Red blood cell and plasma phospholipid arachidonic and docosahexaenoic acid levels at birth and cognitive development at 4 years of age

A. Ghys*, E. Bakker, G. Hornstra, M.A. van den Hout

*Corresponding author for this work

Research output: Contribution to journalArticleAcademicpeer-review


Department of Medical, Clinical and Experimental Psychology, azM Medical Psychology, University Hospital Maastricht, PB 5800 6202 AZ Maastricht, The Netherlands.

OBJECTIVE: The long-chain polyunsaturated fatty acids (LCPUFAs) docosahexaenoic acid (DHA) and arachidonic acid (AA) have biophysical properties that may mediate behavioral outcome, especially cognitive development. This study examined the relationship between the LCPUFA-status at birth and cognitive development at 4 years of age. METHODS: Cognitive development of 128 full-term neonates, whose umbilical venous plasma and/or red blood cell phospholipid DHA and AA levels were known, was assessed at 4 years of age. Pearson correlation coefficients were calculated between cognitive development and DHA, AA, maternal intelligence, birth weight, duration of breast-feeding and paternal educational attainment. Multiple linear regressions were employed with cognitive development as the dependent variable and whereby the above-mentioned covariables were entered in step one while each of the four LCPUFAs was entered in step two. RESULTS: In bivariate analysis, maternal intelligence, birth weight, maternal smoking habits during pregnancy, paternal education and duration of breast-feeding showed significant correlations with cognitive development (p<0.01). The association of cognitive development with DHA and AA measured zero in bivariate analysis (plasma levels: r=0.03 and r=-0.03, respectively; erythrocyte levels: r=0.01 and r=0.05) and in multiple regression analysis (plasma DHA r=0.01, p=0.88; plasma AA r=0.02, p=0.80; erythrocyte DHA r=-0.01, p=0.95) except for erythrocyte AA (r=0.15, p=0.09). CONCLUSION: No evidence was found for an association of the DHA or AA-status at birth with cognitive development at 4 years of age.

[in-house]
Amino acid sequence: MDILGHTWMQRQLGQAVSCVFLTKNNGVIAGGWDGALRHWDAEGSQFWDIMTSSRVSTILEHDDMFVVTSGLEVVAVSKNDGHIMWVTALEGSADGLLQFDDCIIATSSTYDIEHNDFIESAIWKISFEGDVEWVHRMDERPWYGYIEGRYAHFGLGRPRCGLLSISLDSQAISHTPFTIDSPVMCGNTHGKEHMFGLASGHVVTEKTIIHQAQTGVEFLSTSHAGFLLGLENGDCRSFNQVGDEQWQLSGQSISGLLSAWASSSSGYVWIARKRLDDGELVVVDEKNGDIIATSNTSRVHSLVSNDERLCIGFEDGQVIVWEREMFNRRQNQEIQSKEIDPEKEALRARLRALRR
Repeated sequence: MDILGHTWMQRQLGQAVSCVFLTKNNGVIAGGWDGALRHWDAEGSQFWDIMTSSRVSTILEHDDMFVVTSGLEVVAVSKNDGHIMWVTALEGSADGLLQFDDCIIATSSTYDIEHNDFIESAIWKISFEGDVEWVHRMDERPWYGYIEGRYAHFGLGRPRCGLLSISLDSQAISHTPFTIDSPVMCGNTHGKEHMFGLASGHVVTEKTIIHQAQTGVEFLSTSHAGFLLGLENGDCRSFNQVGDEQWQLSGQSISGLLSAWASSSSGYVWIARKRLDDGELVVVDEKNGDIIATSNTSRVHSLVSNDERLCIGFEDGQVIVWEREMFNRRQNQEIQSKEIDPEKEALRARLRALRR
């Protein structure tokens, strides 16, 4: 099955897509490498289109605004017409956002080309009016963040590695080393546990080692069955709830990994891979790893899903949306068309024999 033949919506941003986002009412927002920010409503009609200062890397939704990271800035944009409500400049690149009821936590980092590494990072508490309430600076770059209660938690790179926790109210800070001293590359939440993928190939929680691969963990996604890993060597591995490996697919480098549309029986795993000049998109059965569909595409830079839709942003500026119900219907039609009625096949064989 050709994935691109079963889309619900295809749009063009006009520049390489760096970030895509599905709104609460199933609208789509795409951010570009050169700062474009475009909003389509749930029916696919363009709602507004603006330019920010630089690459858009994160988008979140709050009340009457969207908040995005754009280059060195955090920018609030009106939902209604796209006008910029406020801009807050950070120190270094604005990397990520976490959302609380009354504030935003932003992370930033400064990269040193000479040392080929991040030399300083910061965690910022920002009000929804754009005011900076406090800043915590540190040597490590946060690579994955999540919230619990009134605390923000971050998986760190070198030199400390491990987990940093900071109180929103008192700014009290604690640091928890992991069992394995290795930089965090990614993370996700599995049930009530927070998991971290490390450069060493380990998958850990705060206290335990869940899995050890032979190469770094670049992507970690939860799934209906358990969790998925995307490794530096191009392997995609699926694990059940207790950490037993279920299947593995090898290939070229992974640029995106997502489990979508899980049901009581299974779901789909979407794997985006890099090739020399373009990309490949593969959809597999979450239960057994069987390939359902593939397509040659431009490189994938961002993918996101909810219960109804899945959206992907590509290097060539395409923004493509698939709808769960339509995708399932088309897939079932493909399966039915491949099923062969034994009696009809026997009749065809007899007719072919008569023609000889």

Original languageEnglish
Pages (from-to)83-90
Number of pages8
JournalEarly Human Development
Issue number1-2
Publication statusPublished - 1 Jan 2002

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